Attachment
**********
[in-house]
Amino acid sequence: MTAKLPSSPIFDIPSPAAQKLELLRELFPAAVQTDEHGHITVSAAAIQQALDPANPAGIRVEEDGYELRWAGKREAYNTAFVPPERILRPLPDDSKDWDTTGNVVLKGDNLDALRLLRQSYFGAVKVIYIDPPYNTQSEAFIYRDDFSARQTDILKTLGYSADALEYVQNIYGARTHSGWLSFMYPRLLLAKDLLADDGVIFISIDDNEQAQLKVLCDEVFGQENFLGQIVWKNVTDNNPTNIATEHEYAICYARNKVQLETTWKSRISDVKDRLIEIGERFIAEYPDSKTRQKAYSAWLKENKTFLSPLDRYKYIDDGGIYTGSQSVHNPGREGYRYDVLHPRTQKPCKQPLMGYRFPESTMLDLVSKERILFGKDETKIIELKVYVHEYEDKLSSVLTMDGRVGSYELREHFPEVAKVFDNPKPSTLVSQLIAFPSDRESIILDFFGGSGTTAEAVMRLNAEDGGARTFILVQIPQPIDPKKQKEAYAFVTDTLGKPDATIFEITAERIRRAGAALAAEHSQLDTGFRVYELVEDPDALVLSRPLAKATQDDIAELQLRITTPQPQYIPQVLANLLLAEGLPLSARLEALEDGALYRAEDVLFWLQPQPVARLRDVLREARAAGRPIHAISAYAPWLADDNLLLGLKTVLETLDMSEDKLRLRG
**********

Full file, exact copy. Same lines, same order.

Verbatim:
[in-house]
Amino acid sequence: MTAKLPSSPIFDIPSPAAQKLELLRELFPAAVQTDEHGHITVSAAAIQQALDPANPAGIRVEEDGYELRWAGKREAYNTAFVPPERILRPLPDDSKDWDTTGNVVLKGDNLDALRLLRQSYFGAVKVIYIDPPYNTQSEAFIYRDDFSARQTDILKTLGYSADALEYVQNIYGARTHSGWLSFMYPRLLLAKDLLADDGVIFISIDDNEQAQLKVLCDEVFGQENFLGQIVWKNVTDNNPTNIATEHEYAICYARNKVQLETTWKSRISDVKDRLIEIGERFIAEYPDSKTRQKAYSAWLKENKTFLSPLDRYKYIDDGGIYTGSQSVHNPGREGYRYDVLHPRTQKPCKQPLMGYRFPESTMLDLVSKERILFGKDETKIIELKVYVHEYEDKLSSVLTMDGRVGSYELREHFPEVAKVFDNPKPSTLVSQLIAFPSDRESIILDFFGGSGTTAEAVMRLNAEDGGARTFILVQIPQPIDPKKQKEAYAFVTDTLGKPDATIFEITAERIRRAGAALAAEHSQLDTGFRVYELVEDPDALVLSRPLAKATQDDIAELQLRITTPQPQYIPQVLANLLLAEGLPLSARLEALEDGALYRAEDVLFWLQPQPVARLRDVLREARAAGRPIHAISAYAPWLADDNLLLGLKTVLETLDMSEDKLRLRG